OPETH – Heritage (2011)
It’s a rare thing to witness a band practically hitting the ground running with their debut album, and Swedes Opeth did just that back in 1995 with the landmark debut ‘Orchid’.
It was one of those albums that arrived feeling fully formed, the band establishing its own identity within seconds, instantly setting themselves apart from the rest of the metal / prog world.
With a band like Opeth, though, the phrase ‘fully realized’ can never truly be used to describe one of their ‘observances’ (as they call their albums), because over the last 17 years the band’s music has been in a constant state of flux.
Here’s one progressive metal band that remembers the root word progress: as singer/guitarist/songwriter Mikael Åkerfeldt has grown up, so too has his music matured over the years.
He has become Opeth’s driving force through to his dedication to perfectionism and his studied decision-making regarding the group’s methodical and deliberate shifts.
“I’ve been writing the material since the first album. I’ve been steering the ship for many years now and I’m quite comfortable. It’s something that I created and the people that have been in Opeth with me have helped make this into a very special band.”
Opeth’s tenth new album “Heritage” completely differs from the previous in that in this case we have something truly audacious. In fact, it’s the boldest move by the band since the debut, albeit in a vastly different way.
The band’s death and doom metal riffs are gone, and what “Heritage” does is bring the prog rock into in full bloom on an Opeth album for the first time.
The way the album eases listeners into this reinvention is clever.
The title track kicks things off with a surprising turn towards jazz piano, its melancholy strains hardly foreign to longtime listeners, which then leads into the Rush-like, stop-start riff of “The Devil’s Orchard”. It slides from a jazz-infused guitar riff into a twisting and turning progressive roller coaster. At the center of the sound, the lyrics paint a colorful picture.
‘God is dead’ croons Åkerfeldt at the beginning of the song, a phrase that was most famously uttered by German philosopher Friedrich Nietzsche. It’s a sentiment echoed by countless metal and rock bands. Nevertheless, when Åkerfeldt delivers the refrain, it’s devilishly soothing. That’s the real brilliance of “Heritage”.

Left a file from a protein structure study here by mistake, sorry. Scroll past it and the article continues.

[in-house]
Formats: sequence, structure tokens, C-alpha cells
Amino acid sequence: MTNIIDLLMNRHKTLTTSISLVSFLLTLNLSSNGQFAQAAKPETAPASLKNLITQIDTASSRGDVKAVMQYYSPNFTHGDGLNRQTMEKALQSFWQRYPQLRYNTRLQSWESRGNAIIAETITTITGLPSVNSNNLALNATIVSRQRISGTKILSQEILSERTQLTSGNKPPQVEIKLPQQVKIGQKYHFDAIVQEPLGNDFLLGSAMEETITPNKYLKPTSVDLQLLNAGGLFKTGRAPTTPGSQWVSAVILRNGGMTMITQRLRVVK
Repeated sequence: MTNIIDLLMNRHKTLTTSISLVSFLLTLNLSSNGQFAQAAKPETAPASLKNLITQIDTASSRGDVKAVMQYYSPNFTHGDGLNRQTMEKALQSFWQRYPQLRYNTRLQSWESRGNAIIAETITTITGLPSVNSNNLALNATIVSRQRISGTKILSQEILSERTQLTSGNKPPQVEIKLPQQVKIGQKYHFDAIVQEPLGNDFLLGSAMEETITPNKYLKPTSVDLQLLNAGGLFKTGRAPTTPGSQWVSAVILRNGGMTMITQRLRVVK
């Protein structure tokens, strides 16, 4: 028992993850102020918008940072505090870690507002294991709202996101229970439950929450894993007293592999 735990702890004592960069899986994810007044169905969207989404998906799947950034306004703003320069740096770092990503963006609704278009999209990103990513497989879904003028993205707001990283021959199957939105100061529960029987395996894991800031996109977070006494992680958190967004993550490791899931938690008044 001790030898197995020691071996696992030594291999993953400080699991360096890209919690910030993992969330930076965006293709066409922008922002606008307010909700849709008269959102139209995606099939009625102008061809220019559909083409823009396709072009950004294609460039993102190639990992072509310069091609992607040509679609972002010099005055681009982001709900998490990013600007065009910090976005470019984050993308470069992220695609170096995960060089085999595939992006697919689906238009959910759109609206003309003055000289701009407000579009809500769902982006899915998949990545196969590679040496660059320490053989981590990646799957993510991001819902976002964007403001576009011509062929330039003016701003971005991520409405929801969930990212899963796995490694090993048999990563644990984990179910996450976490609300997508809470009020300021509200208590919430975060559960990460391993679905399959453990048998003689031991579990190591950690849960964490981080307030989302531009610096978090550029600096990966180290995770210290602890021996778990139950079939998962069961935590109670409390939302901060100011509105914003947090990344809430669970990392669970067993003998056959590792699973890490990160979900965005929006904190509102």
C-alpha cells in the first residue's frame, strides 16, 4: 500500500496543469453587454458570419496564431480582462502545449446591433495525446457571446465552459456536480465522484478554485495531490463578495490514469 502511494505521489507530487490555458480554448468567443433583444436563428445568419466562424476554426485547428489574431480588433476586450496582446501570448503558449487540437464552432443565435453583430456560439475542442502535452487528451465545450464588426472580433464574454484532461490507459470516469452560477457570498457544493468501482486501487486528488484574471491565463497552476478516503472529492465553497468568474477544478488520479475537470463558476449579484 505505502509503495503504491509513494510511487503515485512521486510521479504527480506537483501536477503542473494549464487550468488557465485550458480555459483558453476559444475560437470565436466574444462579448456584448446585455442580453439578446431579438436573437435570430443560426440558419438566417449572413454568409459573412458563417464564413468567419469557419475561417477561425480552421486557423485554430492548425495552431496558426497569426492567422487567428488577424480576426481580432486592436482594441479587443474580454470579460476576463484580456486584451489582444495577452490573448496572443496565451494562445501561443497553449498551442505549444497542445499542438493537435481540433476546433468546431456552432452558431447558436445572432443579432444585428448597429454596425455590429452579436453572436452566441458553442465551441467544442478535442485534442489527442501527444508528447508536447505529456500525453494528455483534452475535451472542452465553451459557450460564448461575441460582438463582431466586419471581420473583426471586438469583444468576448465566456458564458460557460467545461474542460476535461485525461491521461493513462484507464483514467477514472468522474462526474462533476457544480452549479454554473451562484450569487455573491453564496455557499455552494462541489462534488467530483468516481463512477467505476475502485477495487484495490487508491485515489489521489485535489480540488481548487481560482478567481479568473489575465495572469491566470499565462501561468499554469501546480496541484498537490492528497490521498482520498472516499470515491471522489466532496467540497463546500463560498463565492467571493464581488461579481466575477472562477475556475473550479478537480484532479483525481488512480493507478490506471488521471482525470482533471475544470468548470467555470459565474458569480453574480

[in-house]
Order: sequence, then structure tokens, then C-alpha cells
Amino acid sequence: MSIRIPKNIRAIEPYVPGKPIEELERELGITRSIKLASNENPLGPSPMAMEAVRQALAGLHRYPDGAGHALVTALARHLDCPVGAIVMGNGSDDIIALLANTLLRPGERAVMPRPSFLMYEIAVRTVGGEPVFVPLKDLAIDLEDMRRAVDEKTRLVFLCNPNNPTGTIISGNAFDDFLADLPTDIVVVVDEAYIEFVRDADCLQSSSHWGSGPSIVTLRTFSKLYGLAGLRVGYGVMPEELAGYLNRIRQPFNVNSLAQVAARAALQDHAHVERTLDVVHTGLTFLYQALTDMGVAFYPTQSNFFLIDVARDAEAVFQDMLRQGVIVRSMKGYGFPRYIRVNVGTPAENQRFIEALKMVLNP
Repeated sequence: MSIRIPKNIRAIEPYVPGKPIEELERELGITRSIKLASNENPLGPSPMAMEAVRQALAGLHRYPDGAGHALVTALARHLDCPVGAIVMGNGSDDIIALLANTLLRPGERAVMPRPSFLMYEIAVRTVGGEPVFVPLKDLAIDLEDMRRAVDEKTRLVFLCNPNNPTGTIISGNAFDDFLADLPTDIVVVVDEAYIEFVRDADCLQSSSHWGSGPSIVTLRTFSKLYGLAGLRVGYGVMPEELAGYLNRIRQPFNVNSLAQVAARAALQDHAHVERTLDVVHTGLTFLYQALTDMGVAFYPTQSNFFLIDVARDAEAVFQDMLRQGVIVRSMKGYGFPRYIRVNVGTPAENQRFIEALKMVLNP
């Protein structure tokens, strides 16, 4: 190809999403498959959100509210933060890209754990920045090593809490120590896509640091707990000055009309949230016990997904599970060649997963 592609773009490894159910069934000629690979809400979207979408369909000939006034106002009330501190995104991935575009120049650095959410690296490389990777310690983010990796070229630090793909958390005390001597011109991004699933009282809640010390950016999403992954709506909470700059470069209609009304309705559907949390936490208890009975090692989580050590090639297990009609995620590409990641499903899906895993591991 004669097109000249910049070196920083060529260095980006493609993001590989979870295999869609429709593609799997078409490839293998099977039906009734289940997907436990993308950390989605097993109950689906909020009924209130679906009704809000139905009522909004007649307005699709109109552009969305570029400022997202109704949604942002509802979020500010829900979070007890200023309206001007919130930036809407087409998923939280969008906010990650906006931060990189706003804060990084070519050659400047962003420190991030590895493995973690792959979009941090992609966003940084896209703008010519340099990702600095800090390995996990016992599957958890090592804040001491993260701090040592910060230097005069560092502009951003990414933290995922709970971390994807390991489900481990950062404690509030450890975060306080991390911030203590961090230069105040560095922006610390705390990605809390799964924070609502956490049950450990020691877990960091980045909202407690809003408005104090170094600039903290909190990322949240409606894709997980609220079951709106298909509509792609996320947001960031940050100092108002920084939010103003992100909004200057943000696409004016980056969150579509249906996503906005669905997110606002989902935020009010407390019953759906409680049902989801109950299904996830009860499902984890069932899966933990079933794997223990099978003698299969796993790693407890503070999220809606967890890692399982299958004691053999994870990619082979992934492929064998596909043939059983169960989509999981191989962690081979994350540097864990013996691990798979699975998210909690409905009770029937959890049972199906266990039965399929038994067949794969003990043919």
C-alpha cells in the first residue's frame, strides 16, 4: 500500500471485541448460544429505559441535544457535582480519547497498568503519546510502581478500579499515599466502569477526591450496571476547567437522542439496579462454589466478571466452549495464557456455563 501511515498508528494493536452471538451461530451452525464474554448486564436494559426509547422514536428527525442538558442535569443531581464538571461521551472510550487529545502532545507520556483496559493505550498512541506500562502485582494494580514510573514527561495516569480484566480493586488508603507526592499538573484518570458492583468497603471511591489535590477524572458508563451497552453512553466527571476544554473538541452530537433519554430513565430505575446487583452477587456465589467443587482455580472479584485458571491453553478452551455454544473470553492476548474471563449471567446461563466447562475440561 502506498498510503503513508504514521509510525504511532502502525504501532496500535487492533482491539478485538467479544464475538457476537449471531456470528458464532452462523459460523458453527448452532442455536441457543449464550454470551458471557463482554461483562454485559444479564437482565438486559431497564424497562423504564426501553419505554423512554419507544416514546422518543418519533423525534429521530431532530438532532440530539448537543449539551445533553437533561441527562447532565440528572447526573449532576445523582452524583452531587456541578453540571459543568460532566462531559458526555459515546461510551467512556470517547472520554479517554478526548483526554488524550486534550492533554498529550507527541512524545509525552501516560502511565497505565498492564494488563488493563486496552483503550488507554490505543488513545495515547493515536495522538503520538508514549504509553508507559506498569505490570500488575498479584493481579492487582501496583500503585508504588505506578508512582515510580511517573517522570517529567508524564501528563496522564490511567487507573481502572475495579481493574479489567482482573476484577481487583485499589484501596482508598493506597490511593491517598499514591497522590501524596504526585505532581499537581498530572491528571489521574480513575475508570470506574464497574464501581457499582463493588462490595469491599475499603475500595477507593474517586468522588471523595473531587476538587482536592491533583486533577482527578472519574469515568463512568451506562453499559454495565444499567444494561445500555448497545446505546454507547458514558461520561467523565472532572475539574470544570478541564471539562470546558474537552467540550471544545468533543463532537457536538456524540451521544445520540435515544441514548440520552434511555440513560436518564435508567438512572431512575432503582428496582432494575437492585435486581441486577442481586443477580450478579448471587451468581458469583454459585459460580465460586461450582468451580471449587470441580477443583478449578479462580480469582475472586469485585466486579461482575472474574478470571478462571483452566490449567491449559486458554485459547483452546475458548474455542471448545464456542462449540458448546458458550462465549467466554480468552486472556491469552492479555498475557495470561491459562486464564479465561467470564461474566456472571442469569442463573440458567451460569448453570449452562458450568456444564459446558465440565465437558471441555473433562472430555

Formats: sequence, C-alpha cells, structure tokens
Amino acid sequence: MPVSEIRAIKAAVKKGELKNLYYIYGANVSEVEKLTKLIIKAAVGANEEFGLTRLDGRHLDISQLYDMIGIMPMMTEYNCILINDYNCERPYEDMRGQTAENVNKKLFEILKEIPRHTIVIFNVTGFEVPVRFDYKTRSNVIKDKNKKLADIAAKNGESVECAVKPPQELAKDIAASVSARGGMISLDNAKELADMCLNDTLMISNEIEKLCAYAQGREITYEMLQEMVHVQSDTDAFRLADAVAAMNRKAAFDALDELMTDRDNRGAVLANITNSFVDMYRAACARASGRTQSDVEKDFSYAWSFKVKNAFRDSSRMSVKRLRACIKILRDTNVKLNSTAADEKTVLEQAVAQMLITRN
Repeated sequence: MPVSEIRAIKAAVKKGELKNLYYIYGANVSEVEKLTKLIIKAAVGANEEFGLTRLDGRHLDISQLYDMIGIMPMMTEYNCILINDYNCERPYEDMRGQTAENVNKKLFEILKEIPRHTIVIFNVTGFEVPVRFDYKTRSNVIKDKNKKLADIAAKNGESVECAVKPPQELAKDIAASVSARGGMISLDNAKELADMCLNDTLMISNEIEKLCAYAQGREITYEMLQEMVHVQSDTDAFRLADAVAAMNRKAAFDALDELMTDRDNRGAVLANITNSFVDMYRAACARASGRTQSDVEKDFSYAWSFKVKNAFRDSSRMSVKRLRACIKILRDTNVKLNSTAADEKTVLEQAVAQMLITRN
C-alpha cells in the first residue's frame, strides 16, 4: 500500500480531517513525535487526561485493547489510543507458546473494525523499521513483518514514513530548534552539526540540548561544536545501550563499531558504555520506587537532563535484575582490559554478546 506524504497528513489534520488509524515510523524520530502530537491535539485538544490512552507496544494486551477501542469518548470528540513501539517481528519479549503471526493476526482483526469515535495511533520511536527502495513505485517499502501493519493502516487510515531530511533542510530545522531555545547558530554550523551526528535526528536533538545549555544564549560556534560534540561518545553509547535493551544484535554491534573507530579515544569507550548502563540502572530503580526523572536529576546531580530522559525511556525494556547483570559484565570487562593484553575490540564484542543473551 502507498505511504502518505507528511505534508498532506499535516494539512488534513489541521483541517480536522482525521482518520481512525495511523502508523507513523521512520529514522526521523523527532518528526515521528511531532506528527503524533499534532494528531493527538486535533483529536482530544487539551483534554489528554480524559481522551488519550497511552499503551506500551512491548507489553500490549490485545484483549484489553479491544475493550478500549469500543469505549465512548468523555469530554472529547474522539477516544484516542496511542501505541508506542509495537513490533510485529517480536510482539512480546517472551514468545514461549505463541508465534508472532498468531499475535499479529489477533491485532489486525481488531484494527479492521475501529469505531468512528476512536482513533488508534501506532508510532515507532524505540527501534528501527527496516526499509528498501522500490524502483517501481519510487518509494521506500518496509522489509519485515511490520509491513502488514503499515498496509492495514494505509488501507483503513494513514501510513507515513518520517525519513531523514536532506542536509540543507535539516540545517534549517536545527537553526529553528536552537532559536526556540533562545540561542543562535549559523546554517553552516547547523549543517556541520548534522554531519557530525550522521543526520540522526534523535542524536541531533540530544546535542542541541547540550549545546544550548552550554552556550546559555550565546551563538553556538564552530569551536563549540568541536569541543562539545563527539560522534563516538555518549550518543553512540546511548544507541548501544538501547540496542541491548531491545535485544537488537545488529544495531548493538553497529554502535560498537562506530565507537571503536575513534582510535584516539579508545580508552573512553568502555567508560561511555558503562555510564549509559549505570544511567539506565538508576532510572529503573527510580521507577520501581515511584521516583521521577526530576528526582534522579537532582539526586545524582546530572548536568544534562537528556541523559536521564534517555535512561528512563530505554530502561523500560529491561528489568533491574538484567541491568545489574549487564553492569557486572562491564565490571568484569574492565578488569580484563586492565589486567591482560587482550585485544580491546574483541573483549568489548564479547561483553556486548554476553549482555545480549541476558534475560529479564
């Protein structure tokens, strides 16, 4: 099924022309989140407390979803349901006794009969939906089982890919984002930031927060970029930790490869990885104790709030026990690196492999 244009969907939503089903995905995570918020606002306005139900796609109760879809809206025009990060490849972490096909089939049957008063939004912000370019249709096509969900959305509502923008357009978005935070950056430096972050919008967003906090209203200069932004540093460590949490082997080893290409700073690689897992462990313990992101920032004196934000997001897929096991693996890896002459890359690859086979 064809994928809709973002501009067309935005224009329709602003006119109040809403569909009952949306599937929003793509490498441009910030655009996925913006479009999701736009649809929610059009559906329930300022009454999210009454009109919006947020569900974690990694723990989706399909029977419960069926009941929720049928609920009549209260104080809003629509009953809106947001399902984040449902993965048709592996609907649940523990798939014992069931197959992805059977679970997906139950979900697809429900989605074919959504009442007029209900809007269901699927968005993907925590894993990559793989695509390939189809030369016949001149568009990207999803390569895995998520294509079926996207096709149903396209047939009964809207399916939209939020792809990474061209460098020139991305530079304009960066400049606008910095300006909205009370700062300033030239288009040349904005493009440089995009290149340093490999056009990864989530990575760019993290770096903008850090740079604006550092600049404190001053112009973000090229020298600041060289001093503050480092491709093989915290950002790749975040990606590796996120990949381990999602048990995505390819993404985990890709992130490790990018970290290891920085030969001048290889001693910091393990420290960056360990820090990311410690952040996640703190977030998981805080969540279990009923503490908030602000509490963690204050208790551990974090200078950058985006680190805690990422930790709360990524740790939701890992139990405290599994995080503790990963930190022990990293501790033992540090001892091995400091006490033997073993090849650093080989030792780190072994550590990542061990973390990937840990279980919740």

Paradise may be lost, but there’s an epicurean ecstasy derived from listening to music this deep. “I Feel the Dark” rolls off classical finger-picked guitar into a haze of distortion punctuated by organs and classical undertones.
Then there’s “Slither”. It burns with one of the band’s most infectious displays of Ritchie Blackmore-like guitar fireworks before crashing down alongside another crescendo of drums, bass, and keyboards.
“Nepenthe” shifts from a gorgeous, Moody Blues-derived opening section to a prog-jazz fusion jam led by a contagious little keyboard riff, atop which Åkerfeldt and Fredrik Åkesson shift into full-on King Crimson mode during the solos.
Acoustic piece “Haxprocess” see Åkerfeldt and Opeth broadening their sound even more by remaining silent, letting sustained notes express the mood rather than prog rock guitar noodling. The song is so toned-down that it’s easy to miss the odd little touches the band tosses in.
“Famine” revisits the labyrinthine song structure we’ve come to know so well from the band, but this time around there’s far more intimacy and warmth, highlighted by the lovely opening piano/vocal melody and lumbering, Deep Purple-esque jam during the latter half.
“Folklore”, meanwhile, brings the album to a gentle climax, segueing form a pastoral, flute-tinged acoustic arrangement to the best riff on the record, led actually by Martin Mendez, whose bass solo accentuates and ultimately overwhelms a haunting piano piece, kicking into a controlled yet still bracing groove, the fastest on the album.
Opeth have spent over two decades steadily amassing a body of work that is at once possessed of a fervent and unrelenting devotion to aesthetic progression and perfection.
However, what “Heritage” is most about is the musical evolution of Åkerfeldt, and on this fascinating, strange, and at times ground-breaking record we hear him discovering new, fertile musical territory, and you get the sense that this will open up a huge new realm of possibilities for Opeth and the Prog Rock genre.
Clinically produced by Åkerfeldt and mixed along with label mate and friend, Porcupine Tree frontman / guitarist Steven Wilson, the sound is clean, spacy, sometimes ethereal.
“Heritage” is the best album in Opeth’s career, and one of the most original from the actual Prog Rock scene.
01 – Heritage
02 – The Devil’s Orchard
03 – I Feel the Dark
04 – Slither
05 – Nepenthe
06 – Haxprocess
07 – Famine
08 – The Lines in My Hand
09 – Folklore
10 – Marrow of the Earth
Mikael Åkerfeldt – Vox, Guitar
Martin Mendez – Bass
Martin Axenrot – Drums
Fredrik Åkesson – Guitar
Joakim Svalberg – Piano
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